Delaware U.S.A.

The prestige enjoyed by Delaware as a corporate domicile is in part due to the emphasis which the state has placed in making its corporate laws, court system and infrastructure attractive to businesses. The success achieved by the state is reflected in the almost one third contribution to the income of the state government from registration and franchise taxes. Other frequently cited reasons for Delaware’s popularity as a company domicile include:

•  Delaware is the only state within the US to have a separate Court of Chancery whose judges are highly experienced in company law. The decisions of that court have established a body of law relevant to corporations which are frequently followed by other courts in the US.

•   The Delaware General Corporation Law is used as a standard by which the corporate laws of other states are tested; it is the corporate code that is used in most US law schools to train lawyers which results in greater familiarity with Delaware corporate law among lawyers.

•    Delaware does not impose a corporate income tax on corporations that are formed in Delaware, but which do not transact business in the state. Non-resident companies only pay an annual franchise tax to the state with a minimum of US$125 payable annually.

•   The large number of well-known companies with Delaware as their corporate domicile has influenced many small and medium sized companies to adopt the same strategy.

Advantages of Delaware Corporations

• No disclosure of the names of Shareholders.

• An individual can hold all corporate offices and be the sole Director.

• The annual state franchise tax is low.

• Meetings and records can be held anywhere in the world.

• Shareholders and Directors can act by written unanimous consent.

• No minimum capital is required in order to commence business.

• No residency requirements for Shareholders, Officers and Directors.

• Corporations can be established for any lawful act or activity.

• No state income taxes for corporations which do not transact business in the state.

• Special provisions can be included in the Certificate of Incorporation and By-Laws which exculpate Officers and Directors from personal liability and provide indemnification of Officers, Directors and Shareholders.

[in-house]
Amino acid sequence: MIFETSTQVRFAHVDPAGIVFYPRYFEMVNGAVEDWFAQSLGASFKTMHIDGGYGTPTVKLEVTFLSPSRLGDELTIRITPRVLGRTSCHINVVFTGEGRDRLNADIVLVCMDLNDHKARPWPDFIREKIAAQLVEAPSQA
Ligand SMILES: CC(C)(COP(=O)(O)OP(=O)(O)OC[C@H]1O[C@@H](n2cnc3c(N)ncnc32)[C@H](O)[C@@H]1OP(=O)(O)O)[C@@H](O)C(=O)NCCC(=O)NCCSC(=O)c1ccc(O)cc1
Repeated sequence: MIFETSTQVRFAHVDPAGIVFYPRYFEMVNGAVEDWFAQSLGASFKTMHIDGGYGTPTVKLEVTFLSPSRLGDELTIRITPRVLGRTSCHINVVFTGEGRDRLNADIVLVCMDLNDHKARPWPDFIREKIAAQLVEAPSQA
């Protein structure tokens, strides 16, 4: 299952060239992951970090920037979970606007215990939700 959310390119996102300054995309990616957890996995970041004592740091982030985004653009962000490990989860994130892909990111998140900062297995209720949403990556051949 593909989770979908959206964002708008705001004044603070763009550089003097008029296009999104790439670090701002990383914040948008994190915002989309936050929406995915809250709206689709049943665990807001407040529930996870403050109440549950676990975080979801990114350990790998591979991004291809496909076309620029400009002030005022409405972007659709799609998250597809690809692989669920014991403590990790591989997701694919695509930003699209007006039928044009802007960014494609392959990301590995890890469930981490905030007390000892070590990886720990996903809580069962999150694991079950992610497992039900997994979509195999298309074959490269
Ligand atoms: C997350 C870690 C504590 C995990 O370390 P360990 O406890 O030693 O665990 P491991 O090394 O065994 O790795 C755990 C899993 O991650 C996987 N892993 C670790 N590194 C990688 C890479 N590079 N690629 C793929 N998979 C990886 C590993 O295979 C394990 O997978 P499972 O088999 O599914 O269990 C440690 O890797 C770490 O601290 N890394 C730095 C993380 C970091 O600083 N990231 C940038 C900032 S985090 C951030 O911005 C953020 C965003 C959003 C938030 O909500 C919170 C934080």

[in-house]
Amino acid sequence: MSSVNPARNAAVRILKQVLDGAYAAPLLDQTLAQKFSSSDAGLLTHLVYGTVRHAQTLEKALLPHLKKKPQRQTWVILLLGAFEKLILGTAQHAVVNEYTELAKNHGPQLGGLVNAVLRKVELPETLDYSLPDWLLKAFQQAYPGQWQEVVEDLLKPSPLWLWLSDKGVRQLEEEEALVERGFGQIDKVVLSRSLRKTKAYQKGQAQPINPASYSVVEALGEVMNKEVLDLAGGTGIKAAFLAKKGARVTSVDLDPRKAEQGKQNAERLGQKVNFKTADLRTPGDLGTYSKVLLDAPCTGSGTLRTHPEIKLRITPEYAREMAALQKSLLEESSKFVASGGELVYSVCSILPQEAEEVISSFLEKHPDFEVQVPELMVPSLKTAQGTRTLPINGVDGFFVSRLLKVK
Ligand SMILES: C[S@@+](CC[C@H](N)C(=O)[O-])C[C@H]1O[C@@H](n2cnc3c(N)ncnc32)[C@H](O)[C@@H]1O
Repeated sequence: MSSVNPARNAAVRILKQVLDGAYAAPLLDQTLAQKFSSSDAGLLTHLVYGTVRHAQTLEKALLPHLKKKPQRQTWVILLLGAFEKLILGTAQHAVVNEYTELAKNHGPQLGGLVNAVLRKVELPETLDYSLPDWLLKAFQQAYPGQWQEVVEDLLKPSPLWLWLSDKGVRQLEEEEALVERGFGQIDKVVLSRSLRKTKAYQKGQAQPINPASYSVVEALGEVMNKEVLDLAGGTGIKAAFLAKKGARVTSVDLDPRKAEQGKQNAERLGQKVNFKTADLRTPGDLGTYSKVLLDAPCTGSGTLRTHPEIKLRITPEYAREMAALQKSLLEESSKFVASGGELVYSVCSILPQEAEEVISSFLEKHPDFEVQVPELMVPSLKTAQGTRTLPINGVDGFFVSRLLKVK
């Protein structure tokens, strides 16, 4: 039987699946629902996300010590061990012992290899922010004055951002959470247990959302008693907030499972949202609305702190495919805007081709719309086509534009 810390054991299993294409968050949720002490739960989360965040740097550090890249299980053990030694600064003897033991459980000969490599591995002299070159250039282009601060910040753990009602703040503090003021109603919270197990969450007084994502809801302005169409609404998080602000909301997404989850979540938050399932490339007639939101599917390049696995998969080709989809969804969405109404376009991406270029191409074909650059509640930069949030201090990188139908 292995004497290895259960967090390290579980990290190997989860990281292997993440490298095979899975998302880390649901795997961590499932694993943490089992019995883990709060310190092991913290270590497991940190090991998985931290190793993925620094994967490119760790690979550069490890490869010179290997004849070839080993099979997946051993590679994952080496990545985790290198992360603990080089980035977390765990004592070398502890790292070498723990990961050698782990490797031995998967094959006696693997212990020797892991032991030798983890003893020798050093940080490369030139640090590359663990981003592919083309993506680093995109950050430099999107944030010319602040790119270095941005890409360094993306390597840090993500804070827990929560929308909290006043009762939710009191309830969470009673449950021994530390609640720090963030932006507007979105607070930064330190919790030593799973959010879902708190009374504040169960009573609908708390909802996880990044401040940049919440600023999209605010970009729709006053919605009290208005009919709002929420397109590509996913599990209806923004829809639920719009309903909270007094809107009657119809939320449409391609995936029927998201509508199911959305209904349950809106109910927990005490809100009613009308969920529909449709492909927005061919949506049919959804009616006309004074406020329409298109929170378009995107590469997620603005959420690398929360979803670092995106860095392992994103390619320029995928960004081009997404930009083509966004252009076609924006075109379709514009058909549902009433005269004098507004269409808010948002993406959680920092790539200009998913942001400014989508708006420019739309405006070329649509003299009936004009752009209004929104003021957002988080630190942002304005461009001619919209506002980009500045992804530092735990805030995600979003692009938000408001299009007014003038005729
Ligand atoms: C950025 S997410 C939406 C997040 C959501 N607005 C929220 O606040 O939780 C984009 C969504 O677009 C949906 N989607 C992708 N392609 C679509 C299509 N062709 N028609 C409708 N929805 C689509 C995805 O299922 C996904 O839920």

Delaware Corporate Structure

•    The Certificate of Incorporation is the public document registered with the Office of the Secretary of State of Delaware on formation of a corporation.

•    By-Laws are the regulations of the corporation as adopted by the Directors which describe the procedures by which the management of the company is to operate.

•   The Stockholders are the owners of the company, but they do not manage the company. Typically, they hold common stock and have the right to one vote for each share they own. Only one Stockholder is required.

•   The Directors manage the company and are responsible for the affairs of the company such as the issuance of shares, election of Officers and approving transactions. Only one Director is required.

•   The Officers of the company are appointed by the Directors and handle the day-to-day business of the com­pany. The Officers carry out the Board’s decisions and implement the Board’s policies. Officers are usually the President, Vice President, Secretary and Treasurer.

Foreign Ownership of Delaware Corporations

There are important tax and corporate governance issues relating to the ownership by non-US persons of a Delaware corporation. These are:

• No restrictions on foreign ownership or management of the corporation.

• Shareholders may be individuals or business entities of any nationality or domicile.

• With the exception of a Registered Office and Registered Agent in Delaware, no physical presence in Delaware is required.

• The By-Laws of a corporation are not a matter of public record.

No disclosure in the public record of the names of the Shareholders of the corporation.

• The corporate records may be maintained outside the US.

As a corporation incorporated within the United States the company is required to comply with US Federal Tax and Reporting requirements. A Federal Tax Identification Number must be applied for and on an annual basis the company is required to file a tax return with the US Internal Revenue Service.

Note: Trident Trust is able to arrange for qualified professionals to prepare and file the company’s tax filings.

Government Filings

A Certificate of Incorporation is filed with the office of the Secretary of State of Delaware upon the incorporation of the company which lists:

• The name of the corporation which must end with the words “Company”, “Corporation”, “Limited” or “Incorporated” or one of the abbreviations such as “Co.”, “Corp.”, “Ltd.” or “Inc.”.

• The name and address in Delaware of the corporation’s Registered Agent and Registered Office.

• The nature of the business or purposes to be conducted or promoted.

• The total number of shares of stock which the corporation shall have the authority to issue and any designa­tions, preferences, rights, qualifications, limitations or restrictions on the shares.

On March 1st of each year, every Delaware Corporation must file an annual Franchise Tax Report and pay an annual Franchise Tax. The tax is based on the authorised share capital of the corporation and the Tax Report must include the names and addresses of the Directors and Officers. Late filing of the report and payment of the tax will incur penalties and interest which is compounded daily.